Easter Island's Megalithic Statues
Easter Island, or Rapa Nui in the original language, is an island of Chile in the southeastern Pacific Ocean. Easter Island’s megalithic statues made this remote island globally famous.
There are in fact nearly 1,000 megalithic monumental statues, called Moai and allegedly created by the early Rapa Nui people.
In 1995, UNESCO named Easter Island a World Heritage Site, with much of the island protected within Rapa Nui National Park.
Easter Island’s megalithic statues are called Moai, and allegedly represent the living faces of the local’s deified ancestors.
Nearly half of the statues are still at Rano Raraku, the main Moai quarry, but hundreds were transported from there and set on stone megalithic platforms called ahu around the island’s perimeter. Almost all Moai have overly large heads three-eighths the size of the whole statue.
Recently, excavations unearthed the bodies of some of the giant heads, to reveal petroglyphs etched on the torso and back of the statues.
Prior to the excavations, it was commonly believed that the Moai didn’t have a body.
As of today, the petroglyphs have not been deciphered.
All but 53 of the more than 900 moai known to date were carved from tuff (compressed volcanic ash) from Rano Raraku, where 394 moai in varying states of completion are still visible today. There are also 13 moai carved from basalt, 22 from trachyte, and 17 from fragile red scoria.
The tallest moai erected, called Paro, was almost 10 meters (33 ft) high and weighed 82 tonnes (90.4 short tons). The heaviest moai erected was a shorter but squatter moai at Ahu Tongariki, weighing 86 tonnes. One unfinished sculpture, if completed, would have been approximately 21 m (69 ft) tall, with a weight of about 145–165 tons (160–182 metric tons).
The more recent moai had a headdress called by the Rapa Nui people “pukao” on their heads.
Other than several ongoing debates and theories on how the moai could’ve been transported on-site, there are also hypotheses and speculations on how the Rapa Nui people could’ve placed the megalithic headdresses upon the statues.
The Rongorongo Language
Easter Island is the only one in the South Pacific area to have developed its own writing system, called Rongorongo.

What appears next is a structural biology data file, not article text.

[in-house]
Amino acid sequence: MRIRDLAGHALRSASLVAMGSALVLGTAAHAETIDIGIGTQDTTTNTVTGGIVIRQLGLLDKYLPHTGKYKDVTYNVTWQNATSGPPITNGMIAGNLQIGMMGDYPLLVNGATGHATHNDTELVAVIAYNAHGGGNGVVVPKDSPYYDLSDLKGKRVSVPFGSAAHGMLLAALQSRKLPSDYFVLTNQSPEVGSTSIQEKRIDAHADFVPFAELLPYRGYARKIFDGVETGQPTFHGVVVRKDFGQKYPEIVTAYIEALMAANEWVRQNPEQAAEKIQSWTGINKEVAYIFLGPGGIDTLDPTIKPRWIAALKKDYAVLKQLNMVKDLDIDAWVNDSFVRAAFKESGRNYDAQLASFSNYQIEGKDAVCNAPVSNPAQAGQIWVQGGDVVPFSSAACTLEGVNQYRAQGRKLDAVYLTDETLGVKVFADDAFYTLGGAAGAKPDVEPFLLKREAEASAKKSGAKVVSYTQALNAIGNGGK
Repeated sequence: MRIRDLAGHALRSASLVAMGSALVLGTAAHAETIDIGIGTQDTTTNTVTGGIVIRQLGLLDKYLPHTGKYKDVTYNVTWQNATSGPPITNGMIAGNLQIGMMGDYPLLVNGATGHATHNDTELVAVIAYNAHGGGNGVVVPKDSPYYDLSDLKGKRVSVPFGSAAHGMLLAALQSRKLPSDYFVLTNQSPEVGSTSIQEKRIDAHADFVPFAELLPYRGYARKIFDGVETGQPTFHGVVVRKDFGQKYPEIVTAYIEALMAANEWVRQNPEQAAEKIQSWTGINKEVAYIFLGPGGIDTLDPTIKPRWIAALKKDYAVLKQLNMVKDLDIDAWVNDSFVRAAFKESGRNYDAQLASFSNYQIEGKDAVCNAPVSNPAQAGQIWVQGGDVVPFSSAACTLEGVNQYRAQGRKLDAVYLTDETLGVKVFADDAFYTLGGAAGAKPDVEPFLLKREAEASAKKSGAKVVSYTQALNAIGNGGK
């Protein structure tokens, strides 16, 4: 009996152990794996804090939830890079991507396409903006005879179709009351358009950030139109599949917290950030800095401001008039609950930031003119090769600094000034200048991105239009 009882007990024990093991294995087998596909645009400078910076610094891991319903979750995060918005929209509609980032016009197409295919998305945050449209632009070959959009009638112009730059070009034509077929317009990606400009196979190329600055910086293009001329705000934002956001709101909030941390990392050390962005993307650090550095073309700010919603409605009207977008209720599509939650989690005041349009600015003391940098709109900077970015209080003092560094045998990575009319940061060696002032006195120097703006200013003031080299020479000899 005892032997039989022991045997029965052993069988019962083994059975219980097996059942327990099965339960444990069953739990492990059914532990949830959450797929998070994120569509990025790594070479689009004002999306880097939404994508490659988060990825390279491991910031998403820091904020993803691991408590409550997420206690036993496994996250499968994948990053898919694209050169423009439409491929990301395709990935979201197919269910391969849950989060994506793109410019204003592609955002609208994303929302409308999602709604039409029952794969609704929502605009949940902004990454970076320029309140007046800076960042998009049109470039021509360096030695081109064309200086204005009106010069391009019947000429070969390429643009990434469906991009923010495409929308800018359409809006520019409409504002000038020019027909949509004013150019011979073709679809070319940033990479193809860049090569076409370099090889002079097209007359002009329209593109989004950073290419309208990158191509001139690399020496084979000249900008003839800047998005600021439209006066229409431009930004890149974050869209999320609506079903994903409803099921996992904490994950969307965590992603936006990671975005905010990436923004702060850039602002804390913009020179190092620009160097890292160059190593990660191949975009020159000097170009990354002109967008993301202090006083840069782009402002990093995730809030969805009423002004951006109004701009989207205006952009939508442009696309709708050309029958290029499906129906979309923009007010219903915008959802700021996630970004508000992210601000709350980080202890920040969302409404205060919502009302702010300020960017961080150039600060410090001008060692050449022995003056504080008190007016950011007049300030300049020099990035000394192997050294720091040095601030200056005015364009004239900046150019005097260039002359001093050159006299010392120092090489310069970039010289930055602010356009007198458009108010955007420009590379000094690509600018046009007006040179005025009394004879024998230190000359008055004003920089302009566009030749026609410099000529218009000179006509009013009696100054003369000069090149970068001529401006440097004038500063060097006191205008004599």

However, there has been no lack of controversy in the scientific world, even with regard to indigenous writing; American archaeologist Kenneth P. Emory argued that the few written tablets discovered between 1722 and 1868 were nothing more than indigenous peoples’ imitations of the writing used by the early discoverers of Easter Island. However, no similar written language could be compared to the Rongorongo.
The Rongorongo writing system has not been fully deciphered and has remained misunderstood for many decades. Thanks to the studies conducted by the German Thomas Barthel and to the discovery of a tablet that reported a lunar calendar (now preserved in the archive of the SS Hearts in Grottaferrata near Rome), the so-called Mamari tablet, it was possible to partially decipher some symbols.
Worldwide there are 26 tablets written in Rongorongo, of which only a small part has been translated.
The Enigmatic Megalithic Wall
Other than the megalithic statues, Easter Island is also home to a megalithic polygonal wall that clearly matches the Inca constructive style, as well as the Egyptian one.
The wall is located at the archaeological site called Ahu Vinapu and might be just the foundation of what was a much larger structure.
Particularly interesting is the anti-seismic feature used in the construction of the wall, a common element to most of the megalithic walls of Perù, Egypt, and the Mediterranean Area.
This feature consists of placing a small stone between larger blocks, always in the same manner, that from an engineering point of view serves as a discharge point in case of earthquakes.
It is thus evident that the builders must’ve had quite sophisticated constructive and architectural knowledge.